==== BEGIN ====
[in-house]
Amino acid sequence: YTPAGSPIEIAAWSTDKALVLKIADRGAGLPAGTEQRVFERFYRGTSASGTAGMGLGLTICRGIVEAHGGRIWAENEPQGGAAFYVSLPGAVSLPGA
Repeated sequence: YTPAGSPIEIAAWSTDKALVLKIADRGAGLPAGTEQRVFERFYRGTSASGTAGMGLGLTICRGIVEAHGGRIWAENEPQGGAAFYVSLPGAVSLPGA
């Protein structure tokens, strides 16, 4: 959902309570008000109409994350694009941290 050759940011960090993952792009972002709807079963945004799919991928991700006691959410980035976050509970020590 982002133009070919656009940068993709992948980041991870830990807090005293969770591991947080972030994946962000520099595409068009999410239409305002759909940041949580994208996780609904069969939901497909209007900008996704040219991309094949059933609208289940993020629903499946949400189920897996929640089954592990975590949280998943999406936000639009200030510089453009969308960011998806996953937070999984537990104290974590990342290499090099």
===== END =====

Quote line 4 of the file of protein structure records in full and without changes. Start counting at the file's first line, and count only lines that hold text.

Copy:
């Protein structure tokens, strides 16, 4: 959902309570008000109409994350694009941290 050759940011960090993952792009972002709807079963945004799919991928991700006691959410980035976050509970020590 982002133009070919656009940068993709992948980041991870830990807090005293969770591991947080972030994946962000520099595409068009999410239409305002759909940041949580994208996780609904069969939901497909209007900008996704040219991309094949059933609208289940993020629903499946949400189920897996929640089954592990975590949280998943999406936000639009200030510089453009969308960011998806996953937070999984537990104290974590990342290499090099």